Study: Prevention saves lives, money

Times Staff Writer

The rapid rise in preventable chronic diseases -- such as obesity and heart disease -- over the last 20 years is hurting U.S. economic productivity, escalating treatment costs and causing unnecessary suffering, a new report says.

That’s the bad news.

The good news, according to the report by the Santa Monica-based Milken Institute, is that the trend can be turned around with healthy doses of prevention and early detection.

The report comes amid a national debate over healthcare, what it should include, and who should pay for it -- including government, private insurers, individuals and employers.


The Milken report is part of growing pressure at the same time to allocate more health dollars for prevention and early detection -- rather than just treatment.

Currently Medicare, the government’s health insurance program for seniors, and private insurers tend to pay more for surgeries and treatment procedures than for prevention counseling in a physician’s office.

Such payments are rooted in the healthcare needs of the population when the payment plans began decades ago.

The Milken Institute, a private economic think tank, joins a growing chorus of researchers and public health experts contending that such a system no longer serves the nation because the population is aging and because the incidence of obesity and preventable diseases among Americans of all ages, including children, has risen alarmingly in recent years.

The Milken report is one of the most ambitious attempts to quantify what is at stake in economic terms.

It says a reorientation toward prevention could avert 40 million cases of seven chronic diseases -- cancers, diabetes, heart disease, hypertension, stroke, mental disorders and pulmonary conditions -- in the year 2023.

That would reduce anticipated treatment expenses associated with the seven diseases and improve productivity by $1.1 trillion that year, it says.

The report does not put a price tag on prevention and early detection efforts.

But the authors suggest that the economic gains and reduced treatment costs would more than pay for such efforts.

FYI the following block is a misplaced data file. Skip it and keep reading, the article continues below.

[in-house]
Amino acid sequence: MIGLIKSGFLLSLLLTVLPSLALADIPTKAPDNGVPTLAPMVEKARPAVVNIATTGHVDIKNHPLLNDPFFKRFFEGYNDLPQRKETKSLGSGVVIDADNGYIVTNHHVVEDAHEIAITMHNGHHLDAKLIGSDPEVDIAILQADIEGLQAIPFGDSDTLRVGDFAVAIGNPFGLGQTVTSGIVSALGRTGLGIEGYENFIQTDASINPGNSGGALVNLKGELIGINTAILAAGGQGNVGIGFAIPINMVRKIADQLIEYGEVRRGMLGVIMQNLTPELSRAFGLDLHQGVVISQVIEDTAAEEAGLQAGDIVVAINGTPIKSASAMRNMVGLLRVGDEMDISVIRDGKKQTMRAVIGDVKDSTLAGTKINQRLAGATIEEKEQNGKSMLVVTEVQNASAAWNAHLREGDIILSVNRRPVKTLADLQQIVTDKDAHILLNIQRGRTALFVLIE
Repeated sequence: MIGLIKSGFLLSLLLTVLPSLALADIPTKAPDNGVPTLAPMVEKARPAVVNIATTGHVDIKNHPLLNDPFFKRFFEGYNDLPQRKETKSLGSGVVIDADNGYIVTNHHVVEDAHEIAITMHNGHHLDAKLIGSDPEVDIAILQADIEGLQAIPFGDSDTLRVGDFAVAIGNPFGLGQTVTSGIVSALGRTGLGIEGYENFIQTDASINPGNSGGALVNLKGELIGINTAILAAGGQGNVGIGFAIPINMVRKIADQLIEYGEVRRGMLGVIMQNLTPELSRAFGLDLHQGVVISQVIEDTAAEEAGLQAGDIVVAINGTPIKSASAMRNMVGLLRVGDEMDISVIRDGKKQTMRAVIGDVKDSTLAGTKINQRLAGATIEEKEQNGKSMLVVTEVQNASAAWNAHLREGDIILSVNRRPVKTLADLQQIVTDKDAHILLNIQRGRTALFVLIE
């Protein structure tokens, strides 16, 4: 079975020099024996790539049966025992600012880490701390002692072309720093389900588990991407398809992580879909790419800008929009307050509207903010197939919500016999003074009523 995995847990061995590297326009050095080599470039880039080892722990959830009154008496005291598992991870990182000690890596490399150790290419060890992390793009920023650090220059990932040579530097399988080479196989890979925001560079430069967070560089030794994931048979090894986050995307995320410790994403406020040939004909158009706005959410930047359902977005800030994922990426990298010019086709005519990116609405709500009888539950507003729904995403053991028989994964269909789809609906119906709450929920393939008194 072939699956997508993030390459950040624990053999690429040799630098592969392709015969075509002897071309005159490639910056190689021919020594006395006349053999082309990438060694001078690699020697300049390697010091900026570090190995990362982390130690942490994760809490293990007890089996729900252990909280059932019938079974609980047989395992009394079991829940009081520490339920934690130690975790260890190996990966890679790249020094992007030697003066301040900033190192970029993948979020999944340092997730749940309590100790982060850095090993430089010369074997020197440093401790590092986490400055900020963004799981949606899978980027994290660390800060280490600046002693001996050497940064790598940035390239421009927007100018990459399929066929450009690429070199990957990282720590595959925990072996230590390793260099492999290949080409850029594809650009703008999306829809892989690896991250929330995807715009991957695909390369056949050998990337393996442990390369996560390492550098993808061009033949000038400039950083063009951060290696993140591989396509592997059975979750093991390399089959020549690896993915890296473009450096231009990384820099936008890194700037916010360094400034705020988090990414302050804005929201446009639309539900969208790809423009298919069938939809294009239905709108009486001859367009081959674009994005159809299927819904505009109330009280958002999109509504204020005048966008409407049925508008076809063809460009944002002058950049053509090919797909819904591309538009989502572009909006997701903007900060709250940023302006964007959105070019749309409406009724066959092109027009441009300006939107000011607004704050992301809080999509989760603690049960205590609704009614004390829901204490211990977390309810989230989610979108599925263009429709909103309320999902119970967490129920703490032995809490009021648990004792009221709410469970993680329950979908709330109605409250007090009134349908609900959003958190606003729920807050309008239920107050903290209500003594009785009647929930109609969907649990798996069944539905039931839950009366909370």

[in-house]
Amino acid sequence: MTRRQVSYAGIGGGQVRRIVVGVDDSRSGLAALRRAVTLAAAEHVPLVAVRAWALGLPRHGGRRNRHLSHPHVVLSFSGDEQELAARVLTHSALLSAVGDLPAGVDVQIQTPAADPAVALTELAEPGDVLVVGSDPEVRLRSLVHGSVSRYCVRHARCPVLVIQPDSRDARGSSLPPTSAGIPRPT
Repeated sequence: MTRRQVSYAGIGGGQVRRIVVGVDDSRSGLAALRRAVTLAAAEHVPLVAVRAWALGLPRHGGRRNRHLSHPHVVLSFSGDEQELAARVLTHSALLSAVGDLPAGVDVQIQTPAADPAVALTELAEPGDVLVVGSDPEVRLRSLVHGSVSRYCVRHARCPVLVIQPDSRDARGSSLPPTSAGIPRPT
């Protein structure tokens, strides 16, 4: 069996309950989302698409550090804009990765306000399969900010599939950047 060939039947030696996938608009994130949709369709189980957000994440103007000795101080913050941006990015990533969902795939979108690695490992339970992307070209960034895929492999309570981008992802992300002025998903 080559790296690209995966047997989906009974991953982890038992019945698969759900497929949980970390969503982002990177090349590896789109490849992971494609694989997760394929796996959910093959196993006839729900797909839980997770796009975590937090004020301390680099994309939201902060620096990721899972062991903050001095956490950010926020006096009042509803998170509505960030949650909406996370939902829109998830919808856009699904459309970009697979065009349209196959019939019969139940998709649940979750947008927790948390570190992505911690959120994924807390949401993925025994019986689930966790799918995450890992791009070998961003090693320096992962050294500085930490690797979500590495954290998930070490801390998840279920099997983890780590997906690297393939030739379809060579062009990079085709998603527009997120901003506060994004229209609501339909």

“Good health is an investment in economic growth,” said Ross DeVol, director of the Milken Institute’s Center for Health Economics and the lead author of the report, titled “An Unhealthy America: The Economic Burden of Chronic Disease.”

The report recommends making rewards for prevention a part of any healthcare overhaul, and it urges a renewed commitment by policymakers to achieving a “healthy body weight.”

Reducing obesity alone to reasonable and achievable levels, the report says, could trim the incidence of disease by 14.8 million case in 2023, saving $60 billion in treatment costs and improving the nation’s economic output by $254 billion.

Institute founder Michael Milken said the nation had made great strides in improving cancer death rates but was failing to avert preventable diseases.

Milken, himself a cancer survivor, pointed the finger at high-calorie, high-fat foods, and he noted the rapid advance of obesity, which is linked to many escalating diseases, including diabetes and hypertension.

He called for a moon-launch-type mission to fight disease through prevention efforts, such as diet and exercise, and to improve outcomes with early detection.

“We have not contained the containable,” Milken said at a Washington news conference.

This “doesn’t take new medical breakthroughs or new Nobel Prizes to solve.”

The report was released at the news conference, held by the Partnership to Fight Chronic Disease. Former U.S. Surgeon General Richard Carmona, who serves as chairman of the coalition, said the report helped by identifying the “cost burden” of chronic disease.

“It’s truly staggering,” he said. “If we are unable to reduce the rate of chronic disease, the potential economic damage to our nation could be devastating.”

Carmona said the biggest problem with the current system was that it waits for people to get sick and then treats them at high cost.

“The system we have is archaic,” he said. “It really doesn’t work.”

Public health experts said the report should help focus the attention of presidential candidates and policymakers to the need to emphasize and encourage prevention, early detection and effective disease management.

“Most of the national policy discussion on healthcare is about financing mechanisms,” said Kenneth Thorpe, a public health professor at Emory University in Atlanta and executive director of the Partnership to Fight Chronic Disease.

This report “suggests that the urgent need to act now to reduce the amount of preventable illness as the country ages deserves equal focus,” he said.

Thorpe said the magnitude and growing burden of disease required new approaches.

“Solving the problem is not going to be done the way we’ve done things in the past -- dialing up co-pays and deductibles,” he said.

The Milken research builds on a study by Thorpe that was released this week that found higher rates of cancer and chronic diseases among Americans age 50 and older compared with their European counterparts.

Thorpe blamed Americans’ diet and sedentary lifestyle.